It has been quite a year so far in the realm of natural disasters that are affecting our globe. As with anything, there are many theories as to why there are monster killer tornadoes and plantet changing earthquakes and tsunamis. My personal theory is that we have finally, completely pissed off Mother Nature and she is punishing her kids. But whatever the reason, humans undergo great suffering during and after these major disasters. Often overlooked during these tragic times are the animals that are affected by these situations. This includes pets that become injured and sometimes separated from their owners as well as farm animals which could ultimately affect the local food supply secondary to major disease outbreaks or loss . I can only imagine what a terrifying experience people undergo during these times who not only have to worry about their own survival but also their pets who may be lost or injured or even dead. I would be a total basket case.
Disaster preparedness has been a long time interest of mine. I'm not sure what really sparked it for me. Maybe it was the rescue of my family and pets from our house to escape rising flood waters years ago or my long time illogical fear of tornadoes. Whatever the reason, I have become involved in organized disaster preparedness on the animal front. This area has really exploded in the last several years especially following in the wake of Hurricane Katrina. Fortunately, there is an army of people that have a passion for this and have become involved by raising awareness, organizing relief efforts and sending aid to affected areas. There are many levels at which people can become involved. Being a veterinarian or veterinary technician is not a requirement as there are many jobs that need filled during disasters. In addition to medical care, rescue of animals and housing of displaced animals is a necessity that can filled by people with many different skills sets. This army of people falls into many different groups which include federal, private and state organized teams.
The federally organized National Veterinary Response Team (NVRT) provides assistance in identifying the need for veterinary services following major disasters, emergencies, public health or other events requiring Federal support. VMAT is the Veterinary Medical Assistance Team supported by the American Veterinary Medical Association (http://www.avma.org/). These teams serve as first responders to ensure high-quality care of animals during disasters and emergencies. VMAT is funded through the American Veterinary Medical Foundation (http://www.avmf.org/) which is the charitable organization of the AVMA. Other large team efforts include The American Society for the Prevention of Cruelty to Animals® Field Investigations and Response team (ASPCA) and The American Humane Association Red Star Animal Emergency Services (American Humane Association). Animal disaster preparedness efforts at the state and local level vary widely between states. For example, Ohio has 8 organized animal response teams that would be called on during a county or state emergency.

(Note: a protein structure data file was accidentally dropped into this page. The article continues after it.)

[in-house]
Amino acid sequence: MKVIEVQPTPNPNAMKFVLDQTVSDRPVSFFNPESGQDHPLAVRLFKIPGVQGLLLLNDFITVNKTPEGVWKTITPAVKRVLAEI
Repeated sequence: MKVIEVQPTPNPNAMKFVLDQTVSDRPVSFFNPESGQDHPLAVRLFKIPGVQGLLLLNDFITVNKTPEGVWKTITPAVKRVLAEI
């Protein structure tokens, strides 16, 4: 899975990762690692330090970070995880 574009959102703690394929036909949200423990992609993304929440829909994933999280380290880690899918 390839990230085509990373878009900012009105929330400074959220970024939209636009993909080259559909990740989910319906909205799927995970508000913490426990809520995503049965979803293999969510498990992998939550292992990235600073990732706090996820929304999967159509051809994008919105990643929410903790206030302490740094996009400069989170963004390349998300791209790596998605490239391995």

As a member of the disaster preparedness committee for my state veterinary association, I'm learning that this is a complex, multi-faceted area that takes tremendous planning to ensure efforts are carried out effectively in the face of disaster. You don't have to join a team to help in disaster relief efforts. Planning ahead and taking some simple steps to prepare your family can help you and your pets remain safe in the event of a disaster. There are many resources available online that help animal owners develop a plan that includes necessary supplies, shelter, and evacuation. Disasters usually strike quickly and often unannounced so preparation is a key part of keeping the family and pets safe during these times. Donations to groups such as AVMF that fund disaster relief efforts, is also another way you can help. If you are truly passionate, then joining a response team will give you the hands on satisfaction of helping both animals and the people to whom they belong.
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